While the Government claim that new licences will improve energy security, the reality is very different. Between now and 2050, new licences are expected to provide an average of only four days of gas per annum. All that the Bill does is send a symbolic signal. It does not even meet the requirement that the Government have set themselves—securing energy for the future of this country. That is why I think the Bill is so dangerous. As I said on Second Reading, it was introduced for political reasons, not because the Government are genuinely intent on any outcome except electoral gain. That is why we should oppose the Bill and make it very clear to our citizens that it does nothing for energy security, nothing to get us to net zero, and nothing to curb energy bills. All Members of the House in their right mind should oppose this Bill.

I call Sammy Wilson. Please be cognisant of the fact that the debate will finish at 5.14 pm, and Mr Foord would like to get in, too.

May I first say that we fully support the Bill and the objectives that have been set? As has been said time and again during the debate, we will require oil and gas for decades—and it may as well be British oil and gas, because that means jobs in Britain, tax revenue, and reducing our imports. If we are to continue to use oil, there are very good reasons why we should give licences for its production.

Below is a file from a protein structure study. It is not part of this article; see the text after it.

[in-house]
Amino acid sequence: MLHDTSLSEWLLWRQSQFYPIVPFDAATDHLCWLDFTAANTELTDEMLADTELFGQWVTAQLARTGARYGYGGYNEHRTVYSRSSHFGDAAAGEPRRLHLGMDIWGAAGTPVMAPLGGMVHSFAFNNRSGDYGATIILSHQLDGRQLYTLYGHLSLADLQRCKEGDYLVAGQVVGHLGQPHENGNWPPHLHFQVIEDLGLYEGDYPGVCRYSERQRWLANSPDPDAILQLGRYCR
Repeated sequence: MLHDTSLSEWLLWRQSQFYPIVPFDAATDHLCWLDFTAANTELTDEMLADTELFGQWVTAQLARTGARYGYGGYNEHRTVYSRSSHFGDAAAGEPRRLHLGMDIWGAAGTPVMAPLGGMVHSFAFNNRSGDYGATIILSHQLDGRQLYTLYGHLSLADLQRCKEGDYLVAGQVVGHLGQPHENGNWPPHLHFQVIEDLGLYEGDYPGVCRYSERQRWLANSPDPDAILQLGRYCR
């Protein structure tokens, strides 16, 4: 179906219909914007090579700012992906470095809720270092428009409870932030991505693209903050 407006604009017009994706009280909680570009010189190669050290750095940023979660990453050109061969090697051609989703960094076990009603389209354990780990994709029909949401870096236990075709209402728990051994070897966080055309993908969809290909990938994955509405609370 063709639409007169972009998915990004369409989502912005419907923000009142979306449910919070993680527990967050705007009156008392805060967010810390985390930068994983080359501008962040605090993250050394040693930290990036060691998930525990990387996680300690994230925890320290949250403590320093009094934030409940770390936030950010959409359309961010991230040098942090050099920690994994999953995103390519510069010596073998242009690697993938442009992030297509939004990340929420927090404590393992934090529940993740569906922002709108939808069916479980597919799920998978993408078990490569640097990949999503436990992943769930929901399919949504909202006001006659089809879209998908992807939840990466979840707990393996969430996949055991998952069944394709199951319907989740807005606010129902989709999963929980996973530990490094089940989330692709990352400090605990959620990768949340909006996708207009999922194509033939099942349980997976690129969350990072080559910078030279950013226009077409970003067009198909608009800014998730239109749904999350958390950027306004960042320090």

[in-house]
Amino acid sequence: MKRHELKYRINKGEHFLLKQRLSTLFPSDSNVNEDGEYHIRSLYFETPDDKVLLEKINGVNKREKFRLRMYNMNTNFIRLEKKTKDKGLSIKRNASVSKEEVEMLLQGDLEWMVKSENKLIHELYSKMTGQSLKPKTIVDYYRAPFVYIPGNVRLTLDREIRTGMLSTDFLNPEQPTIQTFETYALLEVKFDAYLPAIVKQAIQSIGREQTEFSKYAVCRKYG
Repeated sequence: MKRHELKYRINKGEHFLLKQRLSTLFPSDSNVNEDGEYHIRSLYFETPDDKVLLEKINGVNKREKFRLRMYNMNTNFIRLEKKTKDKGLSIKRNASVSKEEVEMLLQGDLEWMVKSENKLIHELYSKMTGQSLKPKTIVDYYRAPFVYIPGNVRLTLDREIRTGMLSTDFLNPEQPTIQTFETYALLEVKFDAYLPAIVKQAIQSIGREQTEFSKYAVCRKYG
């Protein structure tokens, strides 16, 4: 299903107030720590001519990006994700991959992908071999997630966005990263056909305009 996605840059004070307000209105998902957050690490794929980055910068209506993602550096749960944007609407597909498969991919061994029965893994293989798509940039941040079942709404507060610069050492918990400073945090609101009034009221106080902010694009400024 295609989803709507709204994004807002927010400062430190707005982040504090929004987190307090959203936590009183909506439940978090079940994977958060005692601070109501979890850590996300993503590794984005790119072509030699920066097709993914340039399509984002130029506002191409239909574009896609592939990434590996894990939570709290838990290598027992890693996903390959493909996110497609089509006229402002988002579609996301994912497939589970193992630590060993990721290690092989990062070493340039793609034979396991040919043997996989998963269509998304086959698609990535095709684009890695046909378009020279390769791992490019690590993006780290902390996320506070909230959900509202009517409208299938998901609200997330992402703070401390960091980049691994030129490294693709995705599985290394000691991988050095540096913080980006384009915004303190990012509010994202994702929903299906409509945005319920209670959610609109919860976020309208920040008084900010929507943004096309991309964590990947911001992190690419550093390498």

I find some of the arguments made today very strange. Passionate speeches have been made against this Bill on the basis that—let me paraphrase the hon. Member for Southampton, Test (Dr Whitehead)—it does not do anything that is not already being done. He went further and said that even though that is the case, civil servants must have “held their noses” when writing the Bill. If it does not do anything that is not already being done, why on earth is there such passionate opposition to it? [Interruption.] A Member asks from a sedentary position about the climate emergency. Apparently, one of the arguments against the Bill is that it will provide only another three days’ worth of oil and gas. We are hardly going to push up world temperatures if another three days’ worth of oil and gas is drilled out of the North sea, but we will ensure years of jobs for people currently working in the gas industry, guarantee years of finance for much-needed public services in this country, and guarantee that we do not have to import from other countries.